Orthodox Christians around the world celebrate Pascha - the Resurrection of Jesus Christ - on May 5, 2013 as the culmination of a marathon Holy Week that spans eight days and encompasses 18 distinct services.
Most Americans know the feast as Easter, widely believed to be derived from the name of the Anglo-Saxon dawn goddess Ēostre who may, in turn, have had her origins in the Greek pagan goddess of the dawn Ēōs. However the Orthodox Church and much of the rest of the Christian world uses "Pascha" (Πάσχα), which comes from the Hebrew term for Passover -- Pesach (פֶּסַח) -- the observance of Jews' Exodus from slavery in Egypt. Ancient Christians adopted this term because they saw Jesus' Resurrection as the "New Passover" celebrating humankind's Exodus from slavery to sin and death.
The formula used by Orthodox to determine the date of Pascha has its roots in the First Ecumenical Council, which was convened in 325 A.D. in the city of Nicea. It utilizes the Julian calendar that was in use in the time of Christ. It additionally takes into account the date of the Jewish Passover, but calculates it according to the method used by Jews during Christ's life.
Holy Week is not a celebration of long ago events. It is the reliving of Christ's Passion and Resurrection in the present. The hymns of the week repeatedly use the present tense and the word "today" because Christ's saving Passion and life-giving Resurrection are a present day reality and hope -- not some far away historical. Until the end of Holy Week, the lights are kept low and the entire temple is draped in the purple of mourning.
The highlights of Holy Week begin with the Saturday of Lazaros on April 27, a Liturgy which commemorates Jesus' power over death through His raising of His friend Lazaros.
On Palm Sunday, palm crosses are distributed and palms fill churches during a Liturgy that reminds worshippers of Christ's triumphal entry into Jerusalem. That evening begins the celebration of a series of four "Bridegroom" services, which culminate on Holy Wednesday evening and are based on the Parable of the Bridegroom found in Matthew 25. It reminds us that Jesus approached humankind to make Himself one with us, as a bridegroom approaches to become one with his bride.
On Holy Thursday morning commemorates the founding the sacrament of the Holy Eucharist with a Liturgy that evokes the Last Supper, known by Orthodox as the Mystical Supper. A reserved host -- the Body and Blood of Jesus Christ consecrated from leavened bread and wine -- is prepared at this service and is preserved on the altar the whole year as a sign of Christ's real and living presence in His temple. Holy Thursday evening sees a reenactment of Jesus' carrying his cross to Golgotha. Extensive passages of the four Gospels are read during this timeless service while clergy carry an almost full scale cross upon which has on it a representation of Jesus' body.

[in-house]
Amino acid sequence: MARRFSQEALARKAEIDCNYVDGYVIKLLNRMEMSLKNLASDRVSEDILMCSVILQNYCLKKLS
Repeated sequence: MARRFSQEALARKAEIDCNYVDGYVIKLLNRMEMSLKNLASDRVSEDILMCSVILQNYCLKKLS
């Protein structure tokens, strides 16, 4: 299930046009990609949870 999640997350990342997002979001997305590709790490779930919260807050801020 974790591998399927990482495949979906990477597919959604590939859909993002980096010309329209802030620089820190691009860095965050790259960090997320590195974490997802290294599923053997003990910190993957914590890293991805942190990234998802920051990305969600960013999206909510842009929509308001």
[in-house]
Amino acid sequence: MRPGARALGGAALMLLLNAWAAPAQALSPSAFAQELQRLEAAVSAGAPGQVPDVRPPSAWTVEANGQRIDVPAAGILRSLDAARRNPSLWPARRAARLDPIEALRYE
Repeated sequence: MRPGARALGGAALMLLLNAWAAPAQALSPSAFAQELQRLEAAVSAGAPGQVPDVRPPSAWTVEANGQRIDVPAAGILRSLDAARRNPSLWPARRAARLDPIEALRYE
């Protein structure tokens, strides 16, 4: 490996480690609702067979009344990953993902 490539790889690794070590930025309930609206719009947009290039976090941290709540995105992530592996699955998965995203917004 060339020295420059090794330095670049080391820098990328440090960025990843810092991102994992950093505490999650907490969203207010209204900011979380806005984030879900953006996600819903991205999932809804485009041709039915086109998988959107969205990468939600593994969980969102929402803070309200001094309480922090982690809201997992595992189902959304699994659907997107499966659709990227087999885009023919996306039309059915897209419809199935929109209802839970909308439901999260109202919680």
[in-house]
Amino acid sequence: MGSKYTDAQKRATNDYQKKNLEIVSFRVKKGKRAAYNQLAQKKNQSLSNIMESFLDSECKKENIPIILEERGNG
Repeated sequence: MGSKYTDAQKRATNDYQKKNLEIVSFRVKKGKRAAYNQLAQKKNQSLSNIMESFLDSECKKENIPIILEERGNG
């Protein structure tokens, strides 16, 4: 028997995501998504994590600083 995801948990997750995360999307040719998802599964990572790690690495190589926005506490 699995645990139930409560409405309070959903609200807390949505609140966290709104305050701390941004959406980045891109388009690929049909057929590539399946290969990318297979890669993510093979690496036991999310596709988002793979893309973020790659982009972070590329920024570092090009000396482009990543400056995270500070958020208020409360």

The service of the Royal Hours is read on Holy Friday morning, chronicling the hours during which Jesus suffered on the Cross. Following this, faithful decorate a carved wooden canopy, representing the tomb of Christ, with a profusion of flowers. Early in the afternoon the relatively brief -- yet deeply moving -- service of the Taking Down from the Cross takes place where the representation of Christ's Body is taken down and placed in a white linen sheet representing His Burial Shroud. A representation of His Body embroidered on velvet is then placed in the tomb for the faithful mourn over and venerate.
Perhaps the single most moving service of the Orthodox ecclesiastical calendar is the candlelit Lamentations before the Tomb celebrated on Holy Friday evening. Christ's Tomb is carried, usually around the outside of the temple, in a funeral procession of the Lord. No one can fail to be moved by this, and the ancient hymn melodies and words, which bring to life the grief and suffering of the Virgin Mary and Jesus' followers.
Holy Saturday dawns with a Liturgy during which clergy scatter bay leaves in the temple as a sign of the incipient power of the coming Resurrection which sweeps away the accumulated detritus of the ages piled up against the Gates of Hell, which Christ's Resurrection blew open once and for all.
Just before midnight on Saturday night, lights are extinguished and the chief celebrant emerges from the altar with a single flame, symbolizing Christ's Resurrection, which is passed to the waiting congregation. All then proceed outside where the Resurrection is proclaimed to the world and the hymn "Christ is Risen" sung, and its words exchanged as a greeting among the faithful. Finally the Agape Vespers, featuring Thomas' encounter with the Risen Lord read in a multitude of languages, is usually celebrated at noon on the Sunday of Pascha. The multiple languages remind all of the universal nature and message of Jesus' Resurrection.
In the end, no description can do justice to the multifaceted journey with Christ that Orthodox Holy Week is. It must be lived.
The Orthodox Church invites all to come and become of part of the drama, the pathos and the immediacy of the ancient series of services that Holy Week represents.